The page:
Mike was a cheery, middle-aged man, and I liked to sit with him and the Captain, an army veteran always accompanied by his black service dog wearing a red bandanna. Not for them the opening circle where everyone stood in a circle and introduced themselves, they’d sit in the back table waiting for the warm and fluffy stuff to end so that they could start eating. We’d talk about the food, maybe grouse about the wait till they served seconds. The two of them would compare notes on motorcycle festivals up in Vermont and New Hampshire and how the weather was all fucked up on account of the climate (they either didn’t vote or voted Republican).

I asked them to come to council, a group process of speaking and listening from the heart, which many regulars love because it’s almost the only time they could talk to people about their life and have someone listen. Unsurprisingly, Mike and the Captain laughed and said no, that’s not their thing. And without losing a beat, Mike told me how much he liked me and all, he appreciated lots of things I was doing, but in the end it wouldn’t do me any good because I was going to hell.

Oh, yeah? Nothing I like more than to talk to people who tell me I’m going to hell.

That’s because you’re not saved, he explained. He couldn’t be more nonchalant if he was talking about the weather. You don’t recognize Jesus as your savior. Now don’t take it personally, he adds quickly. I was just like you once, only I went on one of those evangelical cruises, see, and I was saved by Jesus.

Just like that?

Right between Miami and the Bahamas.

What was that like?

He appeared to me and I knew he was my savior.

And afterwards, what happened?

Whaddya mean?

I mean, did anything change? Like, are you different?

Naah, I’m just same old Mike, nothing different about that. Only I believe in him. I believe that after I die I’m gonna join him in heaven.

But I won’t.

He half-raises his hands defensively. Don’t get me wrong, he said, you’re a nice woman, I like talking to you, you cooked all morning for us, but I can’t help it. You’re going to hell.


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Photo by Rami Efal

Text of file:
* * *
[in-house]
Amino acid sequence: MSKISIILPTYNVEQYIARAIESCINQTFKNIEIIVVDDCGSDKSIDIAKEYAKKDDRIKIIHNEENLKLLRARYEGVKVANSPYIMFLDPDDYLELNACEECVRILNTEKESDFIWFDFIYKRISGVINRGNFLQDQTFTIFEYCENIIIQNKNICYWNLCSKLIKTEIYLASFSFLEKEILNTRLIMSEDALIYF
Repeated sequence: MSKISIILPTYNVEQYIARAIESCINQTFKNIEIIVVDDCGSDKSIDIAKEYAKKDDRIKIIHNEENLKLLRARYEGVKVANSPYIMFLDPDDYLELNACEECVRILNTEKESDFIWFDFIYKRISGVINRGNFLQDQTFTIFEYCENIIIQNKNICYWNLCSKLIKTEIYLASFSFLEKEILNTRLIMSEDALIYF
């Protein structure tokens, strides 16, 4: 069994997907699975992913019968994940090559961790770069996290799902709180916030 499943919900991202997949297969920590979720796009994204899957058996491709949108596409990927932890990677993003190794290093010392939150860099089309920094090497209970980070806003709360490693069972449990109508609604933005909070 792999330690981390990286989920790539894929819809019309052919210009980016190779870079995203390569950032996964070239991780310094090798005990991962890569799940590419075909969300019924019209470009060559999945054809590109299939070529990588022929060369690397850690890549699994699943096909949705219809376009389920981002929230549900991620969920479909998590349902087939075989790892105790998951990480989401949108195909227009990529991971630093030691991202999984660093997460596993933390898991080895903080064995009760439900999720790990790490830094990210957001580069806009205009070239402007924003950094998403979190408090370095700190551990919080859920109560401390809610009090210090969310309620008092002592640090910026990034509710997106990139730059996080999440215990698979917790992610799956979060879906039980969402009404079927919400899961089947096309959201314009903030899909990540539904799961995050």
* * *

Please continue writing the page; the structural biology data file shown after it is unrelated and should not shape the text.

Does your right leg hurt? I ask Bernie in the morning.

I don’t know, does it?

I look at him, bewildered. It’s your leg, you tell me.

But is it his leg if he can’t feel it? This leads to all kinds of philosophical musings.


One weekend afternoon I hear him talking to a musician on the phone, someone who’s been in the spotlight for most of his life but now was telling Bernie that he messed up a song, couldn’t remember the chords. I lost my confidence, man, he says.

That means you lost your knowing, says Bernie. If you have confidence, that means you still know something. You lose your confidence, you lose your knowing, and you just go on playing.


I’m cold. Can you raise the temperature?

Bernie, you’re on top of the covers.


Blankets are meant to cover you, be on top, not under.

Are you sure?


In the evening Bernie tells me a joke.

I don’t get it.

It’s a non-gettable joke, he informs me.

We start laughing. But Bernie, is a joke still a joke if it’s non-gettable?

Of course it is, see how you’re laughing?

That’s the dumbest thing I’ve ever heard.

But by now we’re both laughing hard, Bernie with high-pitched giggles.


Don’t talk to him, Jessie, I tell Jessie who works in the office. He’s talking with his left hand.

Bernie gesticulates as he talks, which he should do with his right hand. More use of that right hand equals more strength and versatility.

Where’s my mitt? he says, looking around his desk for the white mitt which he brought back with him from the Taub Clinic, in which they inserted his left hand, forcing him to use the right.

Of course, someone suggests, you can just use your mouth to talk and leave your hands out of it.

I’m from Brooklyn, he says, putting his left hand inside the mitt. And as he talks, the right hand comes to life.

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The other day I got into my car in mid-afternoon and drove down the river where farms are clustered all the way down to Hadley and further south. It was a nice day, for a change, since we’ve had so much rain. I enjoyed the sight of the river rising up the banks, the sound of tractors and the earth (and farmwork) coming back to life, thinking of the farm stands that will soon open up with their fresh vegetables.